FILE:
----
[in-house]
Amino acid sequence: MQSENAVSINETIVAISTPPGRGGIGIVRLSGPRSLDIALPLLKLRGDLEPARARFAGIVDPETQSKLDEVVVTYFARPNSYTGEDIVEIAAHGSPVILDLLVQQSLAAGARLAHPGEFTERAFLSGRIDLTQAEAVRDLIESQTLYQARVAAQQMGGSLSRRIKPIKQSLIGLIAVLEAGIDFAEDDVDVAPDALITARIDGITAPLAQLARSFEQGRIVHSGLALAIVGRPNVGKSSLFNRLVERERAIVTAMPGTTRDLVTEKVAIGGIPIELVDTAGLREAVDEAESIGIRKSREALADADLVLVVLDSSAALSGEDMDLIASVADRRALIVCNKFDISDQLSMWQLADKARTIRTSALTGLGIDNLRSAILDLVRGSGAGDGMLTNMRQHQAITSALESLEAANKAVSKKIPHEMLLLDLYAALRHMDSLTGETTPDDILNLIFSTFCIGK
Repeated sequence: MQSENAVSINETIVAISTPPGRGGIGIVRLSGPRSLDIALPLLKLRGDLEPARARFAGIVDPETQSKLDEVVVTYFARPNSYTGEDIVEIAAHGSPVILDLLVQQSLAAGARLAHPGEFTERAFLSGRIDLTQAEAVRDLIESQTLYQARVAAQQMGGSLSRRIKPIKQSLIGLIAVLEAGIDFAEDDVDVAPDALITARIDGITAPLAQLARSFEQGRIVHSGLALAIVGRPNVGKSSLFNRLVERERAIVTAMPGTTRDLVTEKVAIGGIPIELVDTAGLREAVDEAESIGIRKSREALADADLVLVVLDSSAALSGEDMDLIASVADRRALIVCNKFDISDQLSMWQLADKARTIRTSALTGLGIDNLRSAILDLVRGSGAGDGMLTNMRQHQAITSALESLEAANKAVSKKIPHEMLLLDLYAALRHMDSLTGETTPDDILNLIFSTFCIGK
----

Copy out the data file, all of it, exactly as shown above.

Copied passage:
[in-house]
Amino acid sequence: MQSENAVSINETIVAISTPPGRGGIGIVRLSGPRSLDIALPLLKLRGDLEPARARFAGIVDPETQSKLDEVVVTYFARPNSYTGEDIVEIAAHGSPVILDLLVQQSLAAGARLAHPGEFTERAFLSGRIDLTQAEAVRDLIESQTLYQARVAAQQMGGSLSRRIKPIKQSLIGLIAVLEAGIDFAEDDVDVAPDALITARIDGITAPLAQLARSFEQGRIVHSGLALAIVGRPNVGKSSLFNRLVERERAIVTAMPGTTRDLVTEKVAIGGIPIELVDTAGLREAVDEAESIGIRKSREALADADLVLVVLDSSAALSGEDMDLIASVADRRALIVCNKFDISDQLSMWQLADKARTIRTSALTGLGIDNLRSAILDLVRGSGAGDGMLTNMRQHQAITSALESLEAANKAVSKKIPHEMLLLDLYAALRHMDSLTGETTPDDILNLIFSTFCIGK
Repeated sequence: MQSENAVSINETIVAISTPPGRGGIGIVRLSGPRSLDIALPLLKLRGDLEPARARFAGIVDPETQSKLDEVVVTYFARPNSYTGEDIVEIAAHGSPVILDLLVQQSLAAGARLAHPGEFTERAFLSGRIDLTQAEAVRDLIESQTLYQARVAAQQMGGSLSRRIKPIKQSLIGLIAVLEAGIDFAEDDVDVAPDALITARIDGITAPLAQLARSFEQGRIVHSGLALAIVGRPNVGKSSLFNRLVERERAIVTAMPGTTRDLVTEKVAIGGIPIELVDTAGLREAVDEAESIGIRKSREALADADLVLVVLDSSAALSGEDMDLIASVADRRALIVCNKFDISDQLSMWQLADKARTIRTSALTGLGIDNLRSAILDLVRGSGAGDGMLTNMRQHQAITSALESLEAANKAVSKKIPHEMLLLDLYAALRHMDSLTGETTPDDILNLIFSTFCIGK